There are a lot of understandable reasons why you might want to consider representing yourself in your personal injury claim. You might be concerned about the cost of an attorney, you might distrust lawyers, or you may fear losing control of the situation. However, individuals who decide to represent themselves, known as pro se litigants, do not tend to come out on top in their personal injury claims. Rather, they end up with much less compensation and increased likelihood of getting no compensation at all.
Before you decide to represent yourself in a personal injury claim, there are some things that you should know, as we will presently discuss. We’ll also give you some advice about how to address the most common concerns by asking the right questions when you consult an attorney.
Understand the Disadvantages Faced by Pro Se Litigants
Following are five major disadvantages of representing yourself in a personal injury claim:
- Choosing to represent yourself can result in not being taken seriously by the courts and the attorneys on the opposing side. It is common for others to assume that pro se litigants are only representing themselves because no lawyer would take their case. You may know that this isn’t the reason, but you won’t have a chance to express your reasons for representing yourself, and others will be left to assume that you don’t really have a serious or valid case.
- The burden of proof will be on your shoulders alone. There are a lot of steps involved in pursuing a personal injury claim, including depositions, interrogatories, and various documents and requests for information. You’ll have to handle all of this on your own. Meanwhile, the opposing counsel will be sending you discovery requests that you have to respond to in a timely manner. It is far too easy to get lost in the paperwork and processes, miss a deadline, and get your case dismissed before you even have a chance to present it.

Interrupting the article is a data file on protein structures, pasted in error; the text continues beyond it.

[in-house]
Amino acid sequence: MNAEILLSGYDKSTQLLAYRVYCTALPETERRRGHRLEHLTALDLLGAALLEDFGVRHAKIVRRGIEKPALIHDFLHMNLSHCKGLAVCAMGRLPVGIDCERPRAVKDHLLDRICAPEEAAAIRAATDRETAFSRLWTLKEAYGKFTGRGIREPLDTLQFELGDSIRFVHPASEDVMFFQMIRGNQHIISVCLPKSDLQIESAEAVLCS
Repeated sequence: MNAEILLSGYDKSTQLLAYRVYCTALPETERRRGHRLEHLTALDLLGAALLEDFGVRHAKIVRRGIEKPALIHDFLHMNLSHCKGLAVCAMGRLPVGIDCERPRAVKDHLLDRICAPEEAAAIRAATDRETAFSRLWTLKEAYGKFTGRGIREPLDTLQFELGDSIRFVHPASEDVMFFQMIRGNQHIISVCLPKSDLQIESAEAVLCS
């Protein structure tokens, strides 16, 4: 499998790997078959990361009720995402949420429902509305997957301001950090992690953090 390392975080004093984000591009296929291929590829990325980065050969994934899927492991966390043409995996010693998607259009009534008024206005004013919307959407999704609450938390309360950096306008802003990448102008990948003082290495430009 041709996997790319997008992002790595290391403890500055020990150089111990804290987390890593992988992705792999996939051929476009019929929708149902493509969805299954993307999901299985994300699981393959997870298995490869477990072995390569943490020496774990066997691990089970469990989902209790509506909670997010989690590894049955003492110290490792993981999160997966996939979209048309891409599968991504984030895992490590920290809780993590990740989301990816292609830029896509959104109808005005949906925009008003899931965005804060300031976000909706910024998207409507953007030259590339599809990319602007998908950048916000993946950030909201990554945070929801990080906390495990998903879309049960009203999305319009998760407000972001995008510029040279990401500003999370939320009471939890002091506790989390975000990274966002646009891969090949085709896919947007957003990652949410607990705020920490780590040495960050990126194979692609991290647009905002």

- You will not have the benefit of professional investigators, but the opposing counsel will. In fact, the opposing counsel is likely to have a whole team devoted to investigating the case and disproving your claim. They may follow you around, taking pictures, and keeping tabs on everything you do, just hoping to catch you up in anything that they can use against you. Meanwhile, you’re on your own in pursing evidence of your damages.
- You are far more likely to make mistakes and fall for the tactics of the opposing counsel or insurance company. It is extremely common for plaintiffs to undervalue their own claims. It can be difficult to determine how much your case is really worth without legal expertise on your side. Insurance companies count on your lack of experience to get you to settle your claim for a small fraction of what it is truly worth. Yet, their offer might sound like a lot of money to you at the time, and you might make the common mistake of accepting a low ball offer. Lastly, representing yourself in a case does not save money. Charles McCorquodale Law personal injury attorneys in Mobile, AL offer a complimentary consultation. If an attorney decides to take your case and work with you, they work on a contingency basis. This means their legal fees are set as a percentage of the settlement and you pay no legal fee if you do not win your case.